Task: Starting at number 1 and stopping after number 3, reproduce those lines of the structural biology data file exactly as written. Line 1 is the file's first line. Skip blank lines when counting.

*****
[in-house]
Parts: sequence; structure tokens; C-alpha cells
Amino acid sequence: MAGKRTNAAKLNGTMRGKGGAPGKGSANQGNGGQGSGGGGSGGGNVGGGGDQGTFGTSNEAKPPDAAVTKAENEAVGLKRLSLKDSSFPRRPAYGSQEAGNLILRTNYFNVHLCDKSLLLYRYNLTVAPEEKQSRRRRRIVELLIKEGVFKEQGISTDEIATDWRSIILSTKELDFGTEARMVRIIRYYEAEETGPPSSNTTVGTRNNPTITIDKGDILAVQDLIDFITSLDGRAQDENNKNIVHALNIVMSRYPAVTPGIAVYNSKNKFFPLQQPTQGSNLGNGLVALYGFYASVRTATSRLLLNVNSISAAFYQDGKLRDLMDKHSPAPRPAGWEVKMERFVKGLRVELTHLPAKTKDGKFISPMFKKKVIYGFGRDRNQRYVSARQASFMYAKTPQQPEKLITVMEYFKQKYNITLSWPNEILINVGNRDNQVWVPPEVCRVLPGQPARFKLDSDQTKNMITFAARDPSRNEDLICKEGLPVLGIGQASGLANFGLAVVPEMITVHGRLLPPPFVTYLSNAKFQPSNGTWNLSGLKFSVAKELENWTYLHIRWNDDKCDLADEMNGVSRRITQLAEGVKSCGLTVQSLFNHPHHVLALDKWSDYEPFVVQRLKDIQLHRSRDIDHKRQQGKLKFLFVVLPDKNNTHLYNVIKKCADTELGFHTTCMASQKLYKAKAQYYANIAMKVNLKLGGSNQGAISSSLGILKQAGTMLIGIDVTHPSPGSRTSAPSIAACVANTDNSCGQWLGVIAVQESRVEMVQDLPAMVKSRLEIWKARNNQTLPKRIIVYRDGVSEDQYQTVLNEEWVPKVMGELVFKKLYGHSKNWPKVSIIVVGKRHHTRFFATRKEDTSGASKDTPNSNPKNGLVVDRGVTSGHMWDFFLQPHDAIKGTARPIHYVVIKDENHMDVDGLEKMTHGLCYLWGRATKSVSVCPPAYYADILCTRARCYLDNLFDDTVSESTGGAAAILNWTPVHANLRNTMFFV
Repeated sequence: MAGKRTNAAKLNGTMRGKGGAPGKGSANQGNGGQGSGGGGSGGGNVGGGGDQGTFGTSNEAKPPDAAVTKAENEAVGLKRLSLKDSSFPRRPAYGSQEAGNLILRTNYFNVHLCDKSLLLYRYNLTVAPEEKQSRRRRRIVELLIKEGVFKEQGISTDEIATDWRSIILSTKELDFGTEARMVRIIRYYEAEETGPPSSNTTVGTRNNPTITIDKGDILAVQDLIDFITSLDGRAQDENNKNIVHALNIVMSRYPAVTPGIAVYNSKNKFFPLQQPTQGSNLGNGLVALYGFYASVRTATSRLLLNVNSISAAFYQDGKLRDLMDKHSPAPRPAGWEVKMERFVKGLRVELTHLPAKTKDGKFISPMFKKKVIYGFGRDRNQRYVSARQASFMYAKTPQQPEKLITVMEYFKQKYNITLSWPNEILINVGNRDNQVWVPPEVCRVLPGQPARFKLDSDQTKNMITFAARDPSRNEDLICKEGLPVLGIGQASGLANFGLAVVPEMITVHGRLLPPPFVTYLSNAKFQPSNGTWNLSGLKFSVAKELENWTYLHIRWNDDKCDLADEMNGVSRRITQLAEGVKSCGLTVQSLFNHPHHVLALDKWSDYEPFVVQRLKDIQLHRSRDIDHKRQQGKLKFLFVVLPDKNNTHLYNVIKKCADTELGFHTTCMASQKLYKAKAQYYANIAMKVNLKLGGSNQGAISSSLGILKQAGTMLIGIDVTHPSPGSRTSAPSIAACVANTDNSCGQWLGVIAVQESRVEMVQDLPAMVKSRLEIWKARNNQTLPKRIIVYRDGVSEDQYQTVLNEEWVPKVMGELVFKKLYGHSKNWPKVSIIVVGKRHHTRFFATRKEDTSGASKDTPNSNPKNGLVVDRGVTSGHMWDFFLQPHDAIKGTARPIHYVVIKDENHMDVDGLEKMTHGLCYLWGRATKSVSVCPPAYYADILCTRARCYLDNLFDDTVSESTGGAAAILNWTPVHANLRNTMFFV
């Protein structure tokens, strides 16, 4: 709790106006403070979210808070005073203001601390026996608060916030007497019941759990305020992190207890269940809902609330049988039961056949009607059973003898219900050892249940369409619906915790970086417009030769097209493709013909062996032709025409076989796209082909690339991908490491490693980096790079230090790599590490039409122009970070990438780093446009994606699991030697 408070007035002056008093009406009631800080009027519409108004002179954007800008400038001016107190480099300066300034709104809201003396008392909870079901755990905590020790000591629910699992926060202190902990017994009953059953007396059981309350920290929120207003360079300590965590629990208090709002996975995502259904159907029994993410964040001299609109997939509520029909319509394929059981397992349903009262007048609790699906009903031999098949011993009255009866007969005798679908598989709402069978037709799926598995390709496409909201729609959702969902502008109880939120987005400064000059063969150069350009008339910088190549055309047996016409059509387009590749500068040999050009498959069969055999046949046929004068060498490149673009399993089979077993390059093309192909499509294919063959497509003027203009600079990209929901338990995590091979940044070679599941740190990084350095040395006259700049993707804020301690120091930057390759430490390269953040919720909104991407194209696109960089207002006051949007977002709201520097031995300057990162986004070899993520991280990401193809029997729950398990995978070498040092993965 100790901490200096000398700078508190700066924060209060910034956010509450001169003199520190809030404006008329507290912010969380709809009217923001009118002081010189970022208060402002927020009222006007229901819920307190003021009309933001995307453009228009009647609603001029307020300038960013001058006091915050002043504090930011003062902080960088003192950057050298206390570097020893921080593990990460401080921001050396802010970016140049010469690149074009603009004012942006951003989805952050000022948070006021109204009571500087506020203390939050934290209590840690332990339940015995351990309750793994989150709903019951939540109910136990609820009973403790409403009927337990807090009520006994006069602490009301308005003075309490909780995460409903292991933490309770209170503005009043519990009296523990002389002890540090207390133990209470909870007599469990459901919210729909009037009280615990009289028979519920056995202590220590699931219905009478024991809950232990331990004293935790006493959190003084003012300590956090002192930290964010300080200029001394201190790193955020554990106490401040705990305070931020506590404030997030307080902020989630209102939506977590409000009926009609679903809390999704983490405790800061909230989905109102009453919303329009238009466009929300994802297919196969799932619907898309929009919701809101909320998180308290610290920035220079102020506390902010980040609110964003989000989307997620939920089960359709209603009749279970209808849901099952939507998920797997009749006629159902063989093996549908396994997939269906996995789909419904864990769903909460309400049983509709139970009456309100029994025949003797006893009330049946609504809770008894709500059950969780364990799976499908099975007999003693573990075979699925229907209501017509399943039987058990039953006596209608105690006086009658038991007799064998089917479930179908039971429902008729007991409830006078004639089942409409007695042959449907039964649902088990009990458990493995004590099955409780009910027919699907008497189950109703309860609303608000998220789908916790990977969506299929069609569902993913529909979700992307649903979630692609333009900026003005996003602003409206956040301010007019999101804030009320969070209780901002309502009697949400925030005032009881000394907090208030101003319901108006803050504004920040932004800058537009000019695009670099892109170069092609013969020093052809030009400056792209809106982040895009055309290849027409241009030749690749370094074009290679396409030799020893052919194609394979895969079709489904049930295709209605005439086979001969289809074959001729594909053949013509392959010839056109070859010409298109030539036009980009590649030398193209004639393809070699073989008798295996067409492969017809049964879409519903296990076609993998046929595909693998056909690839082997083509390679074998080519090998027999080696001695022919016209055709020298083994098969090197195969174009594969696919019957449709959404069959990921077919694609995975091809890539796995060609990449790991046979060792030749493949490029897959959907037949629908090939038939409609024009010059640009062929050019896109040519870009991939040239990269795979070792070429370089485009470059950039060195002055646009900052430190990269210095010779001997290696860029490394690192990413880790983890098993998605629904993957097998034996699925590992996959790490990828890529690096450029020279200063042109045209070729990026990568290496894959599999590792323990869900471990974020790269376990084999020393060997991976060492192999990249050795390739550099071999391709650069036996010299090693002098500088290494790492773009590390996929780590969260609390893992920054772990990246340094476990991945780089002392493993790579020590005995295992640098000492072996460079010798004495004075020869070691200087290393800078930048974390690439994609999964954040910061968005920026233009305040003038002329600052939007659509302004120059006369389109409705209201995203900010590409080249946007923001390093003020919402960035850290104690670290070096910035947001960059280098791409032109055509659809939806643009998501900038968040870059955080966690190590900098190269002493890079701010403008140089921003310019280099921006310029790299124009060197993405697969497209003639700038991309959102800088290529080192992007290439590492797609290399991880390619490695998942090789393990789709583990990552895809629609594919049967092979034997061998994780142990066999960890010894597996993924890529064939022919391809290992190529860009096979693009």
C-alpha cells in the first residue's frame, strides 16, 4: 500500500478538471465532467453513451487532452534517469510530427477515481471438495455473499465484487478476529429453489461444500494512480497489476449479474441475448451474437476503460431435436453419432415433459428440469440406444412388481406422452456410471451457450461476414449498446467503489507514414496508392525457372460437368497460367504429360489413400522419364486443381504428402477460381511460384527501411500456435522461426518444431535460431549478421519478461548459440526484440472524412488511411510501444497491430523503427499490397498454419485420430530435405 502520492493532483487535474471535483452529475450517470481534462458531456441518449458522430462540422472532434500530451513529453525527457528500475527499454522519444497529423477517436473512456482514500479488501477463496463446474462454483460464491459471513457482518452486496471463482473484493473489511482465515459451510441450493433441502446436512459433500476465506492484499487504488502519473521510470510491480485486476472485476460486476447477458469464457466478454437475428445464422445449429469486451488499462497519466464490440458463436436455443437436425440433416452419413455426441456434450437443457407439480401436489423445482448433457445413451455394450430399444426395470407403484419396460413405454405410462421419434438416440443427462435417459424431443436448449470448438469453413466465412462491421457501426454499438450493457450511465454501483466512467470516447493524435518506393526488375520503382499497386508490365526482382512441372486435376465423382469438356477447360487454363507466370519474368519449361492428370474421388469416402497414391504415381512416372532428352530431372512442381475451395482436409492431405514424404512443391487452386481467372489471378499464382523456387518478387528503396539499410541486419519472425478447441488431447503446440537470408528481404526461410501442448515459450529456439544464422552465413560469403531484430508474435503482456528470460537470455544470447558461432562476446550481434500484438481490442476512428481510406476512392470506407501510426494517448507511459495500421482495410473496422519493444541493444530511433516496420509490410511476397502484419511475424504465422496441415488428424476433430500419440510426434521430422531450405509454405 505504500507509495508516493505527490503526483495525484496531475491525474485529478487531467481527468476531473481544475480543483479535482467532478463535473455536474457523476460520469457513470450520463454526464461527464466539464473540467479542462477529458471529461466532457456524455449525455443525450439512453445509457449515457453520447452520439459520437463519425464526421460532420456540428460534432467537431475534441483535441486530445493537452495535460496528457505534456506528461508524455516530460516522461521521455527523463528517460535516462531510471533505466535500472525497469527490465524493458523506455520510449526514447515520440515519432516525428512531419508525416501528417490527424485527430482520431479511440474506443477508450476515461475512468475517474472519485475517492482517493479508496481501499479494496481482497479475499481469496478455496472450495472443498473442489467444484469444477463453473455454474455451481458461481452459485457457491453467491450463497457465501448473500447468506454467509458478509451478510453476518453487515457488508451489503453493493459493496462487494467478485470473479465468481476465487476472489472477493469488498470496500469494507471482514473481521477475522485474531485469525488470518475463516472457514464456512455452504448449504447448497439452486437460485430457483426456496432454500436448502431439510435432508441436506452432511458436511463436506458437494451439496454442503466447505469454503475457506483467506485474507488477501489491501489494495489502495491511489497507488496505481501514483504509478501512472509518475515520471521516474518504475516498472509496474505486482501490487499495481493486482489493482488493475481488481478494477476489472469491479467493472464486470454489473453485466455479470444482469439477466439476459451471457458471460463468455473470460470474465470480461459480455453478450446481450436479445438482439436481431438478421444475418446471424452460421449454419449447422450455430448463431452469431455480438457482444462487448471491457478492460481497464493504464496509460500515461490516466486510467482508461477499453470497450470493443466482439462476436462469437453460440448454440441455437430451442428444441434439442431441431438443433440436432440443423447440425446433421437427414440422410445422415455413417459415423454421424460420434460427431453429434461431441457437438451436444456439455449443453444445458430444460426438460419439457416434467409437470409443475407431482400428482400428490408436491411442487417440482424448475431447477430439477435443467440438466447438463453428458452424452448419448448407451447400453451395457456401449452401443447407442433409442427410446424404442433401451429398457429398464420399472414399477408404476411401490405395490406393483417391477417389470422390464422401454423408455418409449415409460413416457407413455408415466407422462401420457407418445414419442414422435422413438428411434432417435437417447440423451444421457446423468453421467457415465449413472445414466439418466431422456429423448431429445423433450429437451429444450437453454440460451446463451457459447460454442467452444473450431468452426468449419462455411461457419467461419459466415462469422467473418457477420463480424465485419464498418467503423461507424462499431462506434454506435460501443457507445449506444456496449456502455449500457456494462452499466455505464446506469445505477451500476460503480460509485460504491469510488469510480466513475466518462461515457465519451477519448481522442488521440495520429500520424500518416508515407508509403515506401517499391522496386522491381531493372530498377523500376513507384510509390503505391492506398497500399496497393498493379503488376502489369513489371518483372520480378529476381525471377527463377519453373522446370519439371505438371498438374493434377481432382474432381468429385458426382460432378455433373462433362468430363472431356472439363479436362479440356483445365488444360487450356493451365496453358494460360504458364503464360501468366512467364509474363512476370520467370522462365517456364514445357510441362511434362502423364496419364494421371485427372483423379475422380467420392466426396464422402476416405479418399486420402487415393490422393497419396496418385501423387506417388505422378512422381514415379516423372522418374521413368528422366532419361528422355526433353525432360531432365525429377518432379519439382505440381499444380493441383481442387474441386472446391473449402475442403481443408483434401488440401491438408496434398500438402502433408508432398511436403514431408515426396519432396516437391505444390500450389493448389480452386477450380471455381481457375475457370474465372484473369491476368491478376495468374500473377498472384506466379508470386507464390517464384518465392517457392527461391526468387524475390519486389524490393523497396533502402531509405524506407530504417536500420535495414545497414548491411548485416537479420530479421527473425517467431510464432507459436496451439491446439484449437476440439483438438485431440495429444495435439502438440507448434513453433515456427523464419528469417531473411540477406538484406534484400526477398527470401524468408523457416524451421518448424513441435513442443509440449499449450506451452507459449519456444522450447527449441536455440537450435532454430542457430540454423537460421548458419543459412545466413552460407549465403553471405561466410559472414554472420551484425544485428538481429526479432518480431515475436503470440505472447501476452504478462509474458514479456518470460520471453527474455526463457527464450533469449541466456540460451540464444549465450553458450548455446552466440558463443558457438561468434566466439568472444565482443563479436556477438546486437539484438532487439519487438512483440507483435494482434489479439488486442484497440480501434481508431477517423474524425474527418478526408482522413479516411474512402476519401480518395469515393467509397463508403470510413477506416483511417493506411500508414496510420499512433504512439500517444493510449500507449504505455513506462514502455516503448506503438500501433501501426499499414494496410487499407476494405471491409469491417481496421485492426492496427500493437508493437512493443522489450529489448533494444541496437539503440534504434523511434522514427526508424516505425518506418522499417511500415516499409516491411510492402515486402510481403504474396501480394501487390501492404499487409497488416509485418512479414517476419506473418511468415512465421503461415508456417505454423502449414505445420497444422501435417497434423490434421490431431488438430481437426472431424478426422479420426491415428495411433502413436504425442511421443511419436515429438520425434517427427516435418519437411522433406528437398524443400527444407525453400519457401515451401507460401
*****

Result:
[in-house]
Parts: sequence; structure tokens; C-alpha cells
Amino acid sequence: MAGKRTNAAKLNGTMRGKGGAPGKGSANQGNGGQGSGGGGSGGGNVGGGGDQGTFGTSNEAKPPDAAVTKAENEAVGLKRLSLKDSSFPRRPAYGSQEAGNLILRTNYFNVHLCDKSLLLYRYNLTVAPEEKQSRRRRRIVELLIKEGVFKEQGISTDEIATDWRSIILSTKELDFGTEARMVRIIRYYEAEETGPPSSNTTVGTRNNPTITIDKGDILAVQDLIDFITSLDGRAQDENNKNIVHALNIVMSRYPAVTPGIAVYNSKNKFFPLQQPTQGSNLGNGLVALYGFYASVRTATSRLLLNVNSISAAFYQDGKLRDLMDKHSPAPRPAGWEVKMERFVKGLRVELTHLPAKTKDGKFISPMFKKKVIYGFGRDRNQRYVSARQASFMYAKTPQQPEKLITVMEYFKQKYNITLSWPNEILINVGNRDNQVWVPPEVCRVLPGQPARFKLDSDQTKNMITFAARDPSRNEDLICKEGLPVLGIGQASGLANFGLAVVPEMITVHGRLLPPPFVTYLSNAKFQPSNGTWNLSGLKFSVAKELENWTYLHIRWNDDKCDLADEMNGVSRRITQLAEGVKSCGLTVQSLFNHPHHVLALDKWSDYEPFVVQRLKDIQLHRSRDIDHKRQQGKLKFLFVVLPDKNNTHLYNVIKKCADTELGFHTTCMASQKLYKAKAQYYANIAMKVNLKLGGSNQGAISSSLGILKQAGTMLIGIDVTHPSPGSRTSAPSIAACVANTDNSCGQWLGVIAVQESRVEMVQDLPAMVKSRLEIWKARNNQTLPKRIIVYRDGVSEDQYQTVLNEEWVPKVMGELVFKKLYGHSKNWPKVSIIVVGKRHHTRFFATRKEDTSGASKDTPNSNPKNGLVVDRGVTSGHMWDFFLQPHDAIKGTARPIHYVVIKDENHMDVDGLEKMTHGLCYLWGRATKSVSVCPPAYYADILCTRARCYLDNLFDDTVSESTGGAAAILNWTPVHANLRNTMFFV